Minnesota Flag Hubbub

This is almost old news by now, But It’s new to *me* — so I’m going to share. A law recently went into effect in Minnesota requiring: “All public and charter school students shall recite the pledge of allegiance to the flag of the United States of America one or more times each week.” Now first of all, why only once a week? I mean, why not every morning? But I digress — it seems that when passing this law, the state legislature didn’t consider that many of the urban schools didn’t own flags, and didn’t have the money to buy them, so kids are now saying the pledge to a flag graphic shown on the classroom TVs. That’s right, they can’t afford a $0.95 Flag in each class, but they all have TVs.

Now things are getting even more interesting. A High School student in St. Paul was kicked out of class twice by the same teacher “…for exercising her right not to stand, or participate in any manner in the activity.” Even after her school principle acknowledged “…that the law included an “Opt out” provision which meant that she did not have to stand or recite the pledge.”

Way to go Minnesota school system, way to be on the ball about this whole flag thing.

4 Responses to “Minnesota Flag Hubbub”

  1. ymatt Says:

    Once in high school a friend of mine refused to stand for the pledge when a substitute teacher happened to be there during that first class of the day. The teacher in question blew up at him saying how he didn’t serve in Viet Nam so he could sit there during the pledge etc. My friend then calmly told him that he was a British citizen (which he was). Ah, what a moment.

    I seem to remember there being a lengthy discussion about the pledge here in lies at some point back when that California court ruled that it was illegal (what happened to that anyway?), but I’ll say again that the pledge is creepy. I _don’t_ pledge allegiance to the flag. I might pledge allegiance to America, or more appropriately the Constitution, but the flag? [shiver] And that’s putting aside the asinine “under God” part.

  2. mmr Says:

    ymatt wrote: (what happened to that anyway?),

    As far as I know the full 9th circuit refused to overturn or even hear arguments to overturn the 3-judge ruling. It’s now heading for the Supreme court. I seem to recall Newdow (the one who successfully brought and argued the case on CA) was being given permission to argue the case in front of the supreme court.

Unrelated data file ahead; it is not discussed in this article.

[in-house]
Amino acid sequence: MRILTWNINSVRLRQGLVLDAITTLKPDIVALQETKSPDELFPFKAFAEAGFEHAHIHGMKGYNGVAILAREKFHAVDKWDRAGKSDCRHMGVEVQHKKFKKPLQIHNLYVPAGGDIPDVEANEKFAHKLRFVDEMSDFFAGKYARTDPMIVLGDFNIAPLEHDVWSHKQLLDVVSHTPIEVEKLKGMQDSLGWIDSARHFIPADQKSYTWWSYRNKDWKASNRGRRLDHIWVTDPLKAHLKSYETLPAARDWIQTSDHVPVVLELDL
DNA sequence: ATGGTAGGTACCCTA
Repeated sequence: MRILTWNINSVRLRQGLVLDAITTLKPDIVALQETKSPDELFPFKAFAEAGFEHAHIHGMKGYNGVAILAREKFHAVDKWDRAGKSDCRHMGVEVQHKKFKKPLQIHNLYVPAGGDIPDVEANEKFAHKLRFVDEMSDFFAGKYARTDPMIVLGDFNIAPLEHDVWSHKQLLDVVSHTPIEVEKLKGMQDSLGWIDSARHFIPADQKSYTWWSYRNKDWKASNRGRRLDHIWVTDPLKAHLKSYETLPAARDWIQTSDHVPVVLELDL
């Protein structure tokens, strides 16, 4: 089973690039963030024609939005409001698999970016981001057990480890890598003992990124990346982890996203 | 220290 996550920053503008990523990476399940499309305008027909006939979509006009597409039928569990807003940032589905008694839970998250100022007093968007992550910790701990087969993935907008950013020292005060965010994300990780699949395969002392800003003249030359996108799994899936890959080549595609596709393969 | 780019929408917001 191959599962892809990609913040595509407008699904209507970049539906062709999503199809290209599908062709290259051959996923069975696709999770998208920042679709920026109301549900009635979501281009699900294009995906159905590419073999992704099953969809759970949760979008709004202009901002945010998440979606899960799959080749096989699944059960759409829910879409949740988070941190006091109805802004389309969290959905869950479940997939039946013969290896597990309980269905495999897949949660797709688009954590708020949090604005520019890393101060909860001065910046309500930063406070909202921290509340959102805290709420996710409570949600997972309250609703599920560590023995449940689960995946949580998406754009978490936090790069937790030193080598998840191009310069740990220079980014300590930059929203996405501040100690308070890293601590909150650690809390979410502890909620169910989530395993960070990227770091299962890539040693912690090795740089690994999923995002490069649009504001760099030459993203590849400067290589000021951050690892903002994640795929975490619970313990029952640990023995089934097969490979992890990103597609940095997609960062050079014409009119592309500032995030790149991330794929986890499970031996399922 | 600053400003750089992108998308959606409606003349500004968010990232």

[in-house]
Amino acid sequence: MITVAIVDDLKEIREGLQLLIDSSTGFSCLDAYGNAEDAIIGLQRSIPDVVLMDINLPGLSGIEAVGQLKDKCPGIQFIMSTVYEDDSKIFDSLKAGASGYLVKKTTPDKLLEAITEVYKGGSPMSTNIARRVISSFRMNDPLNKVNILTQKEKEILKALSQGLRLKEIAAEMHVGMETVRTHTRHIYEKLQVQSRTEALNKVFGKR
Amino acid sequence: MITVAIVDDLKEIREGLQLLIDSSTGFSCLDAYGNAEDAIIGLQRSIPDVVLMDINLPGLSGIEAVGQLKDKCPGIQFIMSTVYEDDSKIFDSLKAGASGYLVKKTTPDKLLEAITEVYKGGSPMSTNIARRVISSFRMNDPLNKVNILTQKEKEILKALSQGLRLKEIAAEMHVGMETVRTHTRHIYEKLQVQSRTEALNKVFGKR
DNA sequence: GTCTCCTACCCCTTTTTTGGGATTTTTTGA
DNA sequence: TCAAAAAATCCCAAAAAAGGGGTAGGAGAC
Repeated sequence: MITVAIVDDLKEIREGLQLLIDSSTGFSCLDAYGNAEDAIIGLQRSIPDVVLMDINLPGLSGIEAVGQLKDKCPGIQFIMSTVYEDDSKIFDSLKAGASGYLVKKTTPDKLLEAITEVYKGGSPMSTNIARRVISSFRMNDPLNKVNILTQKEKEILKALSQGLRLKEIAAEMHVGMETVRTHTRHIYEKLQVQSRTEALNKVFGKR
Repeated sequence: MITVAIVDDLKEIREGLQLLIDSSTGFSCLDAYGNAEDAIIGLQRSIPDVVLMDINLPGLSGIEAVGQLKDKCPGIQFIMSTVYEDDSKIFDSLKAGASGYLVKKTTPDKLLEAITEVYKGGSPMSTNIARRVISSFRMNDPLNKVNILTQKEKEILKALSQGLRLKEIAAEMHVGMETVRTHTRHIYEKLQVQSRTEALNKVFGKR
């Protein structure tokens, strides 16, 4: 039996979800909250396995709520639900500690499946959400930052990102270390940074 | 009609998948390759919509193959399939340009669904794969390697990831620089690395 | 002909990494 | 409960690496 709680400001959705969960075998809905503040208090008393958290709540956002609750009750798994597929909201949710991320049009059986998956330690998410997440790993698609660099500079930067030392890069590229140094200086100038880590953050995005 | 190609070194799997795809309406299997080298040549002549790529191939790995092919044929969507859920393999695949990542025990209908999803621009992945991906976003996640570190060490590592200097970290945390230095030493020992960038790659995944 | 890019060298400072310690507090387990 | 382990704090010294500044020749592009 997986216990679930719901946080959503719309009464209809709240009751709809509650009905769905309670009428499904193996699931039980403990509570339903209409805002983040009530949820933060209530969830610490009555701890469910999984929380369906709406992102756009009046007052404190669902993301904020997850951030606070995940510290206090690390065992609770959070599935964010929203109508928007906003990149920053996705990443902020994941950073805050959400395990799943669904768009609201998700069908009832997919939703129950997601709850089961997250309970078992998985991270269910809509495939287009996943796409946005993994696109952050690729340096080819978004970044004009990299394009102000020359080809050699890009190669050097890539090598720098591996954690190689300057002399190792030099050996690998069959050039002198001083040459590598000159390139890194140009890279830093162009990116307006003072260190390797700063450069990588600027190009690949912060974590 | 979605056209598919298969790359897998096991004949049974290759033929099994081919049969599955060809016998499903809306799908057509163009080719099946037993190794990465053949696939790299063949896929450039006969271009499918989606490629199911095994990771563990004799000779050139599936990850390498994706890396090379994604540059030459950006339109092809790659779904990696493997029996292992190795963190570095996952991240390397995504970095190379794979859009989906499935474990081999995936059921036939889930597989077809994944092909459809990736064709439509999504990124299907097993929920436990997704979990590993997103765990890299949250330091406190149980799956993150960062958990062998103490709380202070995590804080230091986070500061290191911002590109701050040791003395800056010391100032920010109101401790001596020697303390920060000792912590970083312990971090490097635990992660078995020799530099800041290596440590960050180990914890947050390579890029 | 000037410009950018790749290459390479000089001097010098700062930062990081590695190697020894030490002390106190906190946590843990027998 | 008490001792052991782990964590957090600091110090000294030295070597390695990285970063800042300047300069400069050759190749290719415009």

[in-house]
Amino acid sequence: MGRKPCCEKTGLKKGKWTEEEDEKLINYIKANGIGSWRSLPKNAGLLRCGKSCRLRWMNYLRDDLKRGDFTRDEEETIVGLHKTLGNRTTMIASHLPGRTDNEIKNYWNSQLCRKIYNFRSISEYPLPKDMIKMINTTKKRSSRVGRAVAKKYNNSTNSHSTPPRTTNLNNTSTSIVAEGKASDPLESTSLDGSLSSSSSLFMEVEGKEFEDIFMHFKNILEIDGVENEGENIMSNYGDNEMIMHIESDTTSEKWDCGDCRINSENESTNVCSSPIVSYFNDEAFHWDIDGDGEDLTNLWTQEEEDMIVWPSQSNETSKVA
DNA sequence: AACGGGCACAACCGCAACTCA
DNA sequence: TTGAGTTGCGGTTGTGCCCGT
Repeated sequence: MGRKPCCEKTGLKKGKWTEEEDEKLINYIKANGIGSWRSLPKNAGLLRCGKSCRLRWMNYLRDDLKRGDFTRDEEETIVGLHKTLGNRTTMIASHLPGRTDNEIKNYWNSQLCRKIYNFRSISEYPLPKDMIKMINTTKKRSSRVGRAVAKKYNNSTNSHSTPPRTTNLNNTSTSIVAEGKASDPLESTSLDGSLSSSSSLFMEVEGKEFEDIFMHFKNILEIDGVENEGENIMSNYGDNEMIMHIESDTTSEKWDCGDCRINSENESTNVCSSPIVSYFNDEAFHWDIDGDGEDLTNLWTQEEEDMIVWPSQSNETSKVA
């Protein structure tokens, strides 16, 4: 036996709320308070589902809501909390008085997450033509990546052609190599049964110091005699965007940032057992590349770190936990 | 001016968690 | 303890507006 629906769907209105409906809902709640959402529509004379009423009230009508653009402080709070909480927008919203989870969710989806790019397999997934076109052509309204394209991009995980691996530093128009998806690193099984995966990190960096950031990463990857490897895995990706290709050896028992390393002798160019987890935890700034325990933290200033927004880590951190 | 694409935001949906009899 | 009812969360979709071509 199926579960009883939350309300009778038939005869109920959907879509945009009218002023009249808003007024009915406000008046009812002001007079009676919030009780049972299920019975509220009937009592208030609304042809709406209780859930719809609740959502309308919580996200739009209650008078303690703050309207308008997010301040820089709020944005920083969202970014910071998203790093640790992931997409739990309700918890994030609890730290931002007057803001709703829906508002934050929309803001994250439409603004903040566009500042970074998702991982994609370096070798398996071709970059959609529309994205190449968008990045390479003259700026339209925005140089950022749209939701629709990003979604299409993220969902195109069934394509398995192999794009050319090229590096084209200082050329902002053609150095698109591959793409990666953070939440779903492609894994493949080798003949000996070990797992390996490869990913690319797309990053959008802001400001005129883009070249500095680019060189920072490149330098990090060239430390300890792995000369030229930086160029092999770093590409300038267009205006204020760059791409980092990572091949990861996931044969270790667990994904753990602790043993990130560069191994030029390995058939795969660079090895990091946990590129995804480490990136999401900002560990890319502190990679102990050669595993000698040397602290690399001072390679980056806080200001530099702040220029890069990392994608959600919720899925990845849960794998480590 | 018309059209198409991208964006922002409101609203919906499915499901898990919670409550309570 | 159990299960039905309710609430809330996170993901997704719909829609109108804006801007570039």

On a personal note, I don’t pledge allegiance to the flag either. The “under God thing” annoys the hell out of me, and why are we pledging allegiance to a *flag* anyway? Ymatt touched on those points nicely.

    However, to be a devil’s advocate if the Supreme court does hear the case and supports the lower court ruling I will bet a lot of money we’ll see a “Flag” ammedment to the constitution within two years. And with all the politicians and people who wrap themselves in the flag with one hand and wave a Bible in the other it will pass into law in record time.

    So…although I support Newdow and the lower court hands down I almost hope it gets shot down at the Supreme Court level. *sigh* why does everything always have to be complicated (rhetorical question).

  3. onan Says:

    The thing I find creepy about the pledge of allegiance is not the flag-versus-nation-versus-constitution thing, but the premise of teaching children to make a supposedly life-binding pledge before they can properly understand it. Do teachers sit down and explain the meaning and remifications of this pledge to children, and allow them to decide whether they want to make it? If not, how is this expected to be a meaningful pledge?

  4. mmr Says:

    correction on my earlier post (if anyone’s interested):

    the 3-judge panel ruled “under God” unconstituional across the board.

    The full 9th circuit court watered this down to only apply to public schools.

    Newdow has appealed the full circuit court’s decision to the Supreme Court (he wants the lower court’s ruling upheld).

    The Sacramento school district, with blessings from Ashcroft and co., are appealing (great use of tax money there eh?).

    The Supreme court is expected to consider whether to hear the appeals during a closed door session on Sep 29. It could turn back the appeals, thereby letting stand the 9th circuit court ruling stand. This applies to about 10 western states.

    It could overturn the 9th circuit decision (as the school and oxymoron departemnt want), or it could accept the case.

    Oh yes, and Newdow as filed a brief with the supreme court asking Scalia to recuse himself (never happen).

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